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Ulrich Elkmann Offline




Beiträge: 13.555

20.01.2023 18:09
Mission Jupiter Antworten

Kleine Notiz, weil es bislang wenig Aufmerksamkeit gefunden zu haben scheint & nicht untergehen soll.

Zitat von 20.01.2023

The JUICE spacecraft sets off for Europe's spaceport - From Eu­rope to Jupiter via Kourou

The Jupiter Icy Moons Explorer (JUICE) spacecraft is in Toulouse being prepared for transport to Europe's spaceport in Kourou. The spacecraft is scheduled for launch in April on an Ariane 5 launcher.
After arriving in the Jupiter system in July 2031, JUICE will study the planet and its icy moons from orbit, first around Jupiter and later around Ganymede.
DLR is providing the Ganymede Laser Altimeter (GALA) and significant contributions to the JANUS camera. The German Space Agency at DLR provides funding to a total of seven instruments on JUICE.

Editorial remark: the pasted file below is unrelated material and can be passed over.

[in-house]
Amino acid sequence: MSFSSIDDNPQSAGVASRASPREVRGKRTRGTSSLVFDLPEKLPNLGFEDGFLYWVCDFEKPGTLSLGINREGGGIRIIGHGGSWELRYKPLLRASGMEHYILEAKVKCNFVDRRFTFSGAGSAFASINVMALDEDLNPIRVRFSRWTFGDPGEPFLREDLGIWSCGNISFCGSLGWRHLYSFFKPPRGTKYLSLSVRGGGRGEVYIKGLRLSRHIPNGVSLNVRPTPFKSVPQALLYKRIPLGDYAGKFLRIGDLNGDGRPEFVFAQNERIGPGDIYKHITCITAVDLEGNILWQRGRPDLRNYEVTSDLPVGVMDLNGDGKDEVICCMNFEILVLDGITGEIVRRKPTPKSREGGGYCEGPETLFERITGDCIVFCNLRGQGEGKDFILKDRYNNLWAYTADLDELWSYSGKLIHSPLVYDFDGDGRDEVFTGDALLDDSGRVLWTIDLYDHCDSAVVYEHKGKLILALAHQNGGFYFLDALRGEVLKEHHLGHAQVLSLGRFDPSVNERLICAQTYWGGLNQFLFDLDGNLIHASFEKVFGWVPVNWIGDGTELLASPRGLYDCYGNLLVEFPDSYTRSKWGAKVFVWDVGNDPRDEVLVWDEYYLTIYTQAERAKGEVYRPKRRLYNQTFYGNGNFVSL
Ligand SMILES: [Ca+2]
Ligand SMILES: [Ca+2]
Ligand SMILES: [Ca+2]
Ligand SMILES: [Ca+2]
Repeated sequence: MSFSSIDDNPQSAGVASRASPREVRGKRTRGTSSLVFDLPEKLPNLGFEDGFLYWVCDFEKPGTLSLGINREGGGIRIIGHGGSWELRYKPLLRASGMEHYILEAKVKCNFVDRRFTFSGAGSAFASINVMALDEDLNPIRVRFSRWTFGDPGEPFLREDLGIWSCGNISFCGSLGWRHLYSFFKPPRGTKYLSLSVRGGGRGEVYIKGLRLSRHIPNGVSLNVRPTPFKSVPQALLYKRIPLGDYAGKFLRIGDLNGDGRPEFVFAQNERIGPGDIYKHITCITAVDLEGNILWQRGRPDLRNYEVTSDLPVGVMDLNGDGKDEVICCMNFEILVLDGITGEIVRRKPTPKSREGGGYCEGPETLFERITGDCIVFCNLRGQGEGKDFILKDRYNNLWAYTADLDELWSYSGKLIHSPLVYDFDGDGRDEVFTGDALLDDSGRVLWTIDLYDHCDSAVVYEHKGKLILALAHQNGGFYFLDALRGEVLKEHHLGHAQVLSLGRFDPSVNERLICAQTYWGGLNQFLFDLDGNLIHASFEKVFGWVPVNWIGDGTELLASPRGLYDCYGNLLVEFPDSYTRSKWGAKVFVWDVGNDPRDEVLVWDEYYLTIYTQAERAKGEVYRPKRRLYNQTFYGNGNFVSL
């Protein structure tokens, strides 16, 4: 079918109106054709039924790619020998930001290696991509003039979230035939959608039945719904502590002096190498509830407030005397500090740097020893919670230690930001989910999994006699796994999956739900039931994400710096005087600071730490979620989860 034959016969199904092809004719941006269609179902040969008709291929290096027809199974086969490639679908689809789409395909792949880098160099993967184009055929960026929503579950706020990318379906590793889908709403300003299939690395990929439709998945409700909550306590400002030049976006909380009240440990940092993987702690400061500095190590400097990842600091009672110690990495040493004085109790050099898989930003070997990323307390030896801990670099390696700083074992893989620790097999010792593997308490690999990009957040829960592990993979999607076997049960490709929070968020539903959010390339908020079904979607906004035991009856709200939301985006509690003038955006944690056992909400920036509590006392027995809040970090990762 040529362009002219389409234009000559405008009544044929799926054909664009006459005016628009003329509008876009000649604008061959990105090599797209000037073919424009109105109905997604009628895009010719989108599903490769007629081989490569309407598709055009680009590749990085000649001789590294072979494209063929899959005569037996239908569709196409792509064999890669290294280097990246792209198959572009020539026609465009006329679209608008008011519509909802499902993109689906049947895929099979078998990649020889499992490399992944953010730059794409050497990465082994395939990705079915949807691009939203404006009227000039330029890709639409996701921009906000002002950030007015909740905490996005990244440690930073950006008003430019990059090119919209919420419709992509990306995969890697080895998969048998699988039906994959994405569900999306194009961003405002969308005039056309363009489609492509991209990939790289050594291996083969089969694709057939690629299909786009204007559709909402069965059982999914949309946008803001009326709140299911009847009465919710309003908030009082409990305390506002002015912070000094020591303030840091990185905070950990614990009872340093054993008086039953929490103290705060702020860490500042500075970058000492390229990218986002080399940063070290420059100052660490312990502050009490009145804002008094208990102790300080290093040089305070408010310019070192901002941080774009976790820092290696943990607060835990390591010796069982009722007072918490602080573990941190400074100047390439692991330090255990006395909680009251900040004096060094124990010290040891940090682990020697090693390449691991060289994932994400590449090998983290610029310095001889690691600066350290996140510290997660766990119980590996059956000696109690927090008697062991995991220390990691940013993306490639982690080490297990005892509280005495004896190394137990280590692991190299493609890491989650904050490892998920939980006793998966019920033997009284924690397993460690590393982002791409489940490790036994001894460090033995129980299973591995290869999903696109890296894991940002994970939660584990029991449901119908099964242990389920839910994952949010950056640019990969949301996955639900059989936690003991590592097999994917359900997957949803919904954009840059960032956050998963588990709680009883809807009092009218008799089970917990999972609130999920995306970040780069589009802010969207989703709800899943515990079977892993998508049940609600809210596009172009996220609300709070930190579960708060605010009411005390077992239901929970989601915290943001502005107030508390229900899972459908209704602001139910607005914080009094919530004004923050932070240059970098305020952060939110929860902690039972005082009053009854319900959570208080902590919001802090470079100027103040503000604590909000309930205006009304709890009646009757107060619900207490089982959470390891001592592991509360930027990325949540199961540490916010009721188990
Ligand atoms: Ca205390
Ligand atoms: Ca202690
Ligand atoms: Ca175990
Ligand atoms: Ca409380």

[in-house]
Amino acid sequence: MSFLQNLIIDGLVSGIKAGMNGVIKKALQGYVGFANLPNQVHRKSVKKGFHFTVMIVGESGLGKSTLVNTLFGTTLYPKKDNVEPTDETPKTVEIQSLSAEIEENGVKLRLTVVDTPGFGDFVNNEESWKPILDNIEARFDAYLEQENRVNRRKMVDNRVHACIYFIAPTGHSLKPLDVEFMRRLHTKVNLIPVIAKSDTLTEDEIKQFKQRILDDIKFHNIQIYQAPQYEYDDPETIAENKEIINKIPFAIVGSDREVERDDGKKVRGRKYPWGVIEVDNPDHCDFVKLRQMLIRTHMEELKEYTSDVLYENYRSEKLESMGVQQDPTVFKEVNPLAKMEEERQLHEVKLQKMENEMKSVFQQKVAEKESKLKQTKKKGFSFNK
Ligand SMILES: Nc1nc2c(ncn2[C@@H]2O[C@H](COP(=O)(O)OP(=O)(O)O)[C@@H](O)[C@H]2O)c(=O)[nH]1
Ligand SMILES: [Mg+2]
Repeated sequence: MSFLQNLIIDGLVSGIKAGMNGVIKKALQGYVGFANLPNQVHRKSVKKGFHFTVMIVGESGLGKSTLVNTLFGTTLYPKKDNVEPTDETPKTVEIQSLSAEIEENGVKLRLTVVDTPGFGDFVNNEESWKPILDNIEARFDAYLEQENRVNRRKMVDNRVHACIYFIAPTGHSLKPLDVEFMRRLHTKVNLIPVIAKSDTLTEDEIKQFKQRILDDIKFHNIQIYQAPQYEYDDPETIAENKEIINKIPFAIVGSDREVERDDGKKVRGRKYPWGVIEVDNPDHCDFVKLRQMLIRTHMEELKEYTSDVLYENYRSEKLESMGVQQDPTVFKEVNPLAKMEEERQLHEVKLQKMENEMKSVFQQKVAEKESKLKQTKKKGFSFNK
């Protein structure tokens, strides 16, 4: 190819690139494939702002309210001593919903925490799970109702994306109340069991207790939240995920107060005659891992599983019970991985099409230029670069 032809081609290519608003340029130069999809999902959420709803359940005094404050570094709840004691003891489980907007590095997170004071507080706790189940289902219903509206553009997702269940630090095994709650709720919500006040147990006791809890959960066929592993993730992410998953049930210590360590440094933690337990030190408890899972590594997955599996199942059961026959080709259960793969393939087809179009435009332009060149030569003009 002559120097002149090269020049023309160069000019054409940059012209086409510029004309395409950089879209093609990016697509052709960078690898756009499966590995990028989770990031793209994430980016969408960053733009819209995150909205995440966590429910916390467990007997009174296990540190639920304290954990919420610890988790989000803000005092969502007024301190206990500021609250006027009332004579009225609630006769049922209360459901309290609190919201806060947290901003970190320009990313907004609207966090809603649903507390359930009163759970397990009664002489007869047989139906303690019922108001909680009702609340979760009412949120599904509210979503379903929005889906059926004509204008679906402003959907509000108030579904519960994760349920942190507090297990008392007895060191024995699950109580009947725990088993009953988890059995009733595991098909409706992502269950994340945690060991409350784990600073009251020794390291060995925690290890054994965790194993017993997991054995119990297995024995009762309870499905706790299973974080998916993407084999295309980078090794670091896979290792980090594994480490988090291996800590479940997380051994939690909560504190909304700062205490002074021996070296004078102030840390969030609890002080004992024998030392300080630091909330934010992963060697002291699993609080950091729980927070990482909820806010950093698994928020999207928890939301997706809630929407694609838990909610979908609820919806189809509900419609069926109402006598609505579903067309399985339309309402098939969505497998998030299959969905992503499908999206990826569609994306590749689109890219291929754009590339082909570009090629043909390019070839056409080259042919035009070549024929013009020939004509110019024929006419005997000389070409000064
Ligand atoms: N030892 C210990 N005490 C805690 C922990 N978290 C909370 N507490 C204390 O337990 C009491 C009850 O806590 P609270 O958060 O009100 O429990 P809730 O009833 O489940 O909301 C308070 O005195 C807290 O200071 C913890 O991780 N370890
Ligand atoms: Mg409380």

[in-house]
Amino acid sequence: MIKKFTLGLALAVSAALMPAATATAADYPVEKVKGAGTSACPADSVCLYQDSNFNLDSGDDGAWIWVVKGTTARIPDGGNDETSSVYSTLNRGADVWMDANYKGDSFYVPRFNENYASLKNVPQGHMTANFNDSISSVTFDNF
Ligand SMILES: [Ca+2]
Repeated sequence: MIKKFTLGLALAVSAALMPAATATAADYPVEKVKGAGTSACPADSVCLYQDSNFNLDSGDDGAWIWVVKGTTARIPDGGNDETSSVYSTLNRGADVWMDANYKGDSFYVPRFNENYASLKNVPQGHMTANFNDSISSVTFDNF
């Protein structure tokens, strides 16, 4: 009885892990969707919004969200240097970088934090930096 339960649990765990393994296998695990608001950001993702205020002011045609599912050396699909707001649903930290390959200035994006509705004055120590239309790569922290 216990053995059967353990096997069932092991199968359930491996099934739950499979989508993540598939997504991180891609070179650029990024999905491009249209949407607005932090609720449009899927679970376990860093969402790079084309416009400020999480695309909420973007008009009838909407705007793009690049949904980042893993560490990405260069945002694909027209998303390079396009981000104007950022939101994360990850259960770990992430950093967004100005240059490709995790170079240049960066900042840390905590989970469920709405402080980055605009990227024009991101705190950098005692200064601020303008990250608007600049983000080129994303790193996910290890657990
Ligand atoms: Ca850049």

Focus: Jupiter, icy moons, exploration, search for life

JUICE must first be transported from Europe to South America. At present, the spacecraft, which has not yet been fuelled and weighs approximately 2400 kilograms empty, is located at the industrial prime contractor, Airbus Defence and Space, in Toulouse, southern France. There it was presented to the media on 20 January 2023 before being packed for transport to Kourou on an Antonov cargo aircraft. The transport across the Atlantic will take place in early February. In Kourou, the spacecraft will then be placed on the Ariane 5 ECA launcher and encased in a protective fairing. When fuelled, the JUICE spacecraft will weigh 6.1 tonnes. The launch window for the eight-year journey to Jupiter opens in April.

Three ice worlds and a volcanic hellscape

Io, the innermost of the four, is so violently deformed by the planet's tidal forces that magma is permanently formed in the rock mantle at temperatures of well over 1000 degrees Celsius. This molten rock is transported to the surface by enormous volcanoes. Sulphur-yellow Io is the most volcanically active body in the Solar System. From the innermost outwards, the three satellites Europa, Ganymede and Callisto follow. Ganymede, with a diameter of 5262 kilometres, is the largest moon in the Solar System; Europa and Io, with diameters of less than 4000 kilometres, are about as large as Earth's Moon; Callisto, with a diameter of 4821 kilometres, is the third largest moon in our planetary system.